Voting smooth in Myanmar's first free election for 25 years
The party of opposition leader Aung San Suu Kyi is expected to win the largest share of votes.
YANGON - Voting unfolded smoothly in Myanmar on Sunday with no reports of violence to puncture a mood of jubilation marking the Southeast Asian nation's first free nationwide election in 25 years, its biggest stride yet in a journey to democracy from dictatorship.
The party of opposition leader Aung San Suu Kyi is expected to win the largest share of votes cast by an electorate of about 30 million, who chose from among thousands of candidates standing for parliament and regional assemblies.
But a legacy of military rule means she cannot become president after the election, even if her National League for Democracy (NLD) wins a landslide.
As counting began across the country, early indications from observers were that voting was mostly trouble-free and there were only isolated reports of irregularities.
"From the dozens of people we have spoken to since 6 a.m. today, everybody feels they have been able to vote for whoever they wanted to in security and safety," said Durudee Sirichanya, an international observer from the Secretariat of the Association of Southeast Asian Nations (ASEAN).
Concern arose about the fairness of the election after activists estimated that up to 4 million people, mostly citizens working abroad, may be unable to cast a ballot.
On the eve of the poll, the NLD said a suspiciously large number of extra voting tickets had been issued in some areas, with one family in Yangon getting 38.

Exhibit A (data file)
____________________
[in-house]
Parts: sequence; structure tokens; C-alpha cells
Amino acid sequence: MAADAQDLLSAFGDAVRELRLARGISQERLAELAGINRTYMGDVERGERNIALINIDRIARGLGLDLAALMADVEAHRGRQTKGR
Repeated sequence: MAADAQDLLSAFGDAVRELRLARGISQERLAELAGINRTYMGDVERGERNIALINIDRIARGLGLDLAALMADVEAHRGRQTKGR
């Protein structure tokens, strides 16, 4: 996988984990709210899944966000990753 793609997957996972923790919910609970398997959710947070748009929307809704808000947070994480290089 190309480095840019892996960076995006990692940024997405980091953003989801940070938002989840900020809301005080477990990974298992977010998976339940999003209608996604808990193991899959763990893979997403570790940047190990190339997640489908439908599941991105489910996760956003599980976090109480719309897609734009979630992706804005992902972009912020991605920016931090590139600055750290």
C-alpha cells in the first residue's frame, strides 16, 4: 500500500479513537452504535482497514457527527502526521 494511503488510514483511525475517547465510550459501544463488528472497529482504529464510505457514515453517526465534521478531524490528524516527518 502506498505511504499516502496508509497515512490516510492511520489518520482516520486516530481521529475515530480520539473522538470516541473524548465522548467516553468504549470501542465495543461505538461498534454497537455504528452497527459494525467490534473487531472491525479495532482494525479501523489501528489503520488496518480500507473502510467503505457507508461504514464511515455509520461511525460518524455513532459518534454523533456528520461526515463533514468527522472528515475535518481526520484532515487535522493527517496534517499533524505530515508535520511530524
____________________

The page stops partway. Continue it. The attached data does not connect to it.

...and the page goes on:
Religious tension, fanned by Buddhist nationalists whose actions have intimidated Myanmar's Muslim minority, marred the election campaign. Among those excluded from voting were around a million Rohingya Muslims who are effectively stateless in their own land.
Still, there was excitement among voters about the first general election since a quasi-civilian government replaced military rule in 2011, which is widely regarded as a referendum on the country's unsteady reform process.
"I've done my bit for change, for the emergence of democracy," said 55-year-old former teacher Daw Myint after casting her vote for the NLD in Yangon.
Suu Kyi's car inched through a scrum of news photographers outside the Yangon polling station where the 70-year-old Nobel peace laureate came to vote. She was stony-faced as bodyguards shouted at people to move aside.
Most of the well-wishers gathered there were lucky to get more than a glimpse of the garland in her hair. A cry of "Victory! Victory!" went up from the crowd as she went inside.
Many voters voiced doubts the military would accept the outcome of the vote if Suu Kyi's party is victorious.
But in the capital, Naypyitaw, military Commander-in-Chief Min Aung Hlaing said on Sunday there would be no re-run of the last free vote in 1990, when Suu Kyi won but the army ignored the result. She spent most of the next 20 years under house arrest before her release in 2010.
Asked how he would feel if the NLD won this time, Min Aung Hlaing told reporters: "If the people choose them, there is no reason we would not accept it."